Photogrammetry: The Process of Collecting Survey Grade Photo Data
The job of aerial mapping and surveying depends on high accuracy and precision.
Using GPS correction technology precise positioning data and information for the drone can be achieved while it is deployed. Real-Time Kinematic (RTK) systems built into survey grade drone technology expand upon and increase the already existing centimetre accurate Ground Control Point techniques (GCP) and Post Processing Kinematic (PPK) techniques used by surveyors.
What is Real-Time Kinematic (RTK) and Post Processing Kinematic (PPK) ?
RTK is an application of surveying to correct for common errors in current global navigation satellite systems (GNSS). When the signal from satellites travels towards the receiver, it goes through 20,200 km of ionosphere and atmosphere down to Earth. The ionospheric effect significantly slows the signal and can disturb it on the way. In addition, many factors, such as clouds, or obstacles, can affect the travel time and increase the position error. To deal with these issues, RTK comes to the rescue.
For RTK, you need two GNSS receivers: one is static and called a “base station,” the other is moving and is called a “rover.” While both receivers observe the same satellites simultaneously, the static base station is placed at a point with known coordinates (a benchmark or a point measured beforehand). Considering the known coordinates and receiving satellite signals, the base transmits corrections to the moving rover. This way, the rover can get sub-centimetre accurate positioning.
PPK is an alternative technique to Real-Time Kinematic (RTK). With PPK workflow, accurate positioning does not happen in real time, all algorithms are applied afterwards. Both base on the ground and rover (usually on a UAV) record raw GNSS logs, which are then processed to receive an accurate positioning track back at the office.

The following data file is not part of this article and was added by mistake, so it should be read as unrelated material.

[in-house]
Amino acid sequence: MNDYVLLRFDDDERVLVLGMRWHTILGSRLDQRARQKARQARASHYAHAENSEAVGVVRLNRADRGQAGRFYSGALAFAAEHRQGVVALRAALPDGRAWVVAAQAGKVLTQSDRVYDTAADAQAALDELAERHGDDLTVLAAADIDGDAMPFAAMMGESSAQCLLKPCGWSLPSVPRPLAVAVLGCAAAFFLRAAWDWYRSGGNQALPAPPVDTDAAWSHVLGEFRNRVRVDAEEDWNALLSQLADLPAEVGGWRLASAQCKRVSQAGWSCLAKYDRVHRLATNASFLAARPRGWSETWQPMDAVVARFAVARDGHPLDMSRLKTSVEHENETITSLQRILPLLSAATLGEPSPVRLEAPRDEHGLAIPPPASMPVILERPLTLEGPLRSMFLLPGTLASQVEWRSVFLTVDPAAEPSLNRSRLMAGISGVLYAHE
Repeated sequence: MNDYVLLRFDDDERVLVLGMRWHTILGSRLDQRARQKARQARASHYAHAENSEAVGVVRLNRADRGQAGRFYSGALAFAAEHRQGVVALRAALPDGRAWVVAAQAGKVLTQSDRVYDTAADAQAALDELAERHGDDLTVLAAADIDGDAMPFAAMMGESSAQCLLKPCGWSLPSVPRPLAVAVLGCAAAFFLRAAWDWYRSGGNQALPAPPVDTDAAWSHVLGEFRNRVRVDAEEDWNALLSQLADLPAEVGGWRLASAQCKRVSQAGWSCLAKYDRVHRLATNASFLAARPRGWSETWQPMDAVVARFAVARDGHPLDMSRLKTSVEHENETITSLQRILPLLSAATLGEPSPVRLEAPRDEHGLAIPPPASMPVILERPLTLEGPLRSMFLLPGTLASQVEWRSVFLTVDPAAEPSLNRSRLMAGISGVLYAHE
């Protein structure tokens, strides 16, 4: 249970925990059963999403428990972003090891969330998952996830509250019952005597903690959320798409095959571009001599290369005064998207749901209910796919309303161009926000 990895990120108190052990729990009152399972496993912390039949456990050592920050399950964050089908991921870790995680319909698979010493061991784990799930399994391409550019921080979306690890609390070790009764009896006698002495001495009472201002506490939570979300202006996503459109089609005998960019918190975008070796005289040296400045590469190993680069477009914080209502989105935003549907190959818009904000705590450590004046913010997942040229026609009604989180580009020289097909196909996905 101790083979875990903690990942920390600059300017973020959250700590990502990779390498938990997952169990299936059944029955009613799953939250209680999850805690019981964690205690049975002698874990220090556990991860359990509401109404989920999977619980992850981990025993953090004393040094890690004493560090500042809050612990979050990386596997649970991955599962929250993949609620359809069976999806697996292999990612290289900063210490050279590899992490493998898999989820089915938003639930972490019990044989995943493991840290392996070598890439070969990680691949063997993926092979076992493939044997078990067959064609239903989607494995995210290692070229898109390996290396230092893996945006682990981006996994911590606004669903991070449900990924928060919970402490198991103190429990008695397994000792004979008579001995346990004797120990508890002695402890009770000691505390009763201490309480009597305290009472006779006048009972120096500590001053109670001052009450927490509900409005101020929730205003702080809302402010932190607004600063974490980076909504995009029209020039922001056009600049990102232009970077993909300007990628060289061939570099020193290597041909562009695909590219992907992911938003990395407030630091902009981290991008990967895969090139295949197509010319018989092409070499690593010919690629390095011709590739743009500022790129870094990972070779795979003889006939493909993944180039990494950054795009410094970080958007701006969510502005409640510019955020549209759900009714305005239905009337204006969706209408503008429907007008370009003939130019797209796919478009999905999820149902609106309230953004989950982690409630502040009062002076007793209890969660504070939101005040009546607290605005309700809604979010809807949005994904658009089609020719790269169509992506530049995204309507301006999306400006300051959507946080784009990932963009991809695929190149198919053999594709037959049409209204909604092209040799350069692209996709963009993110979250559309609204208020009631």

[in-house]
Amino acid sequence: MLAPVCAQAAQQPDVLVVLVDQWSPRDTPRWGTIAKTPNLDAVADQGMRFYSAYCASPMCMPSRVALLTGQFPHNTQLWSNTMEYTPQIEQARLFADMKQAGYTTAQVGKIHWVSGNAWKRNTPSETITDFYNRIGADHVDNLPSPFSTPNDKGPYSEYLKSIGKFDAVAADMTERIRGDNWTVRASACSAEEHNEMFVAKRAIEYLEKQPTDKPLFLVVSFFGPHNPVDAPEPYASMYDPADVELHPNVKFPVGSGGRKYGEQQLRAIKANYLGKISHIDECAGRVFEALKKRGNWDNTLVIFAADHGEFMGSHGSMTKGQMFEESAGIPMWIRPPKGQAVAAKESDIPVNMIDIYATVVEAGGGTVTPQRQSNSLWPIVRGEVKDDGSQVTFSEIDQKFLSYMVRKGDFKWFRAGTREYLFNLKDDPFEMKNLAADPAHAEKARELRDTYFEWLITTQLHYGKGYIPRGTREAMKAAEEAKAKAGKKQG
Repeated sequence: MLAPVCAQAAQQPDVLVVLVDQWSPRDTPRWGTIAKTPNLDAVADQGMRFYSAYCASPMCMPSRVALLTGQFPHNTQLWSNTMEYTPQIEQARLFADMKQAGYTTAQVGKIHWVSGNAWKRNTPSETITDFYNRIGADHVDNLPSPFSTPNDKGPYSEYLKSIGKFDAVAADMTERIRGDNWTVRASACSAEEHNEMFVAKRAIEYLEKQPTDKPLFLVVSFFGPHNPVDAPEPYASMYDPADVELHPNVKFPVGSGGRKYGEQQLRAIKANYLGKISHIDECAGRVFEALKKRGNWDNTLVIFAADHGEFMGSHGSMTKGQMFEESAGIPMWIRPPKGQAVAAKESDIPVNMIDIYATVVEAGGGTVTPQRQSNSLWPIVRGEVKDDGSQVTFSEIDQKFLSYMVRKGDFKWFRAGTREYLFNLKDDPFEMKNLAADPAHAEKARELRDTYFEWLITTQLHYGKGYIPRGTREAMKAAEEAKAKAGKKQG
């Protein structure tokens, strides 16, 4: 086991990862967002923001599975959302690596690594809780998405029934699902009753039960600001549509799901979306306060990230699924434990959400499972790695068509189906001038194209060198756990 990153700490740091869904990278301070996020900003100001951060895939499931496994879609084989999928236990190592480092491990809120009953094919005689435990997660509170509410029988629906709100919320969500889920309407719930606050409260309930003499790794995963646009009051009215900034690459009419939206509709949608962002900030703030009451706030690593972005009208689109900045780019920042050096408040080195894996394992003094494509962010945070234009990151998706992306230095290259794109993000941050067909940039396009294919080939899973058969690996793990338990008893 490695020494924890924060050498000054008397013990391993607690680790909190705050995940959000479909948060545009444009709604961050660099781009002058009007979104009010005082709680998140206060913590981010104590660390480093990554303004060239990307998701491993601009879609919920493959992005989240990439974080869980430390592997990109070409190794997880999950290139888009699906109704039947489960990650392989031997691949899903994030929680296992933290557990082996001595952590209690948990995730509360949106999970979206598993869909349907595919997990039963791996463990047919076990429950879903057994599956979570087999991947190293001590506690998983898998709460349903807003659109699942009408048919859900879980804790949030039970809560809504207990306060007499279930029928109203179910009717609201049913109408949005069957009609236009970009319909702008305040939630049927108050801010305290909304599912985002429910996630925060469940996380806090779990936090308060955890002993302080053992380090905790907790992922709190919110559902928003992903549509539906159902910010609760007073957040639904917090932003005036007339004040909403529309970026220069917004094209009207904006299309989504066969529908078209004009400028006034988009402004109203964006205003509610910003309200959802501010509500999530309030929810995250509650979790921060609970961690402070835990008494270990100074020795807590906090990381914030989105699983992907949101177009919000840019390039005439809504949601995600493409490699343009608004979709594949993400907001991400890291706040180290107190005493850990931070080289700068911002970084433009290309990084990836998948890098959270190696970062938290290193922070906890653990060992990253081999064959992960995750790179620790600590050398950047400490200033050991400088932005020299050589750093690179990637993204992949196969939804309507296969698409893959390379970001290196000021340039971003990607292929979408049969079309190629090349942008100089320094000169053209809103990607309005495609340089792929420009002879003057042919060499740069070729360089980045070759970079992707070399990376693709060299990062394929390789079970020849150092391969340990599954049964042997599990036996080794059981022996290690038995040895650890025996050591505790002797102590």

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What are Ground Control Points ?
Ground Control Points (GCP) simply refers to an item (such as a painted cross or checkerboard) that is situated on the ground and whose coordinates are known precisely.
The ground control points, and their coordinates are then used to help drone mapping software accurately position your map in relation to the real world around it. The GCPs are spaced out evening on the ground and need to be completely visible to the drone as it takes the aerial photographs from its mission.
These pictures showing the GCP and combined with its known precise position on the ground ensure accuracy in the maps that are created.
What is the Global Positioning System (GPS)?
The Global Positioning System (GPS) is described as a network of satellites that keep track of the location of travellers, aircraft, and other positioning equipment. GPS has been around for a while. GPS technology, such as that included in a smartphone, can monitor your position continuously down to a few meters under clear line of sight, even when you’re not using it.
Originally created by the U.S. military in the 1970s, GPS devices have been made widely available to the public in a very short time span. A basic GPS receiver, like the one that most people have in their vehicles, can show you where you are on the globe. Though GPS data correction is required when a more exact position is desired, as accuracy is not 100 per cent. When working on a map or surveying a location where accuracy is essential, this is important.
When looking into drone surveys, accuracy is critical and therefore, it is necessary to use RTK and PPK techniques to correct real-time GPS data or to perform the adjustments after the data has been gathered. Without the capacity to provide precise position information, a conventional drone is simply camera in the sky and superb at filming scenery for TV/Movies or taking photographs for roof inspections, however, for industrial surveying, it’s pretty in effective. It is essential for drone activities performing accurate mapping and surveying, to stay precise, as well as on schedule, and within the budget.
Before GPS, it was up to the surveyor on the ground to provide position data accurately. Modern surveying methods date back to the early explorations of the world in quest of fresh territories and priceless treasures. While it is true that before GPS locations and distances were still determined using elements of geometry, trigonometry, regression analysis, physics, engineering, the introduction of GPS has made the process simpler, more cost effective and of course more precise.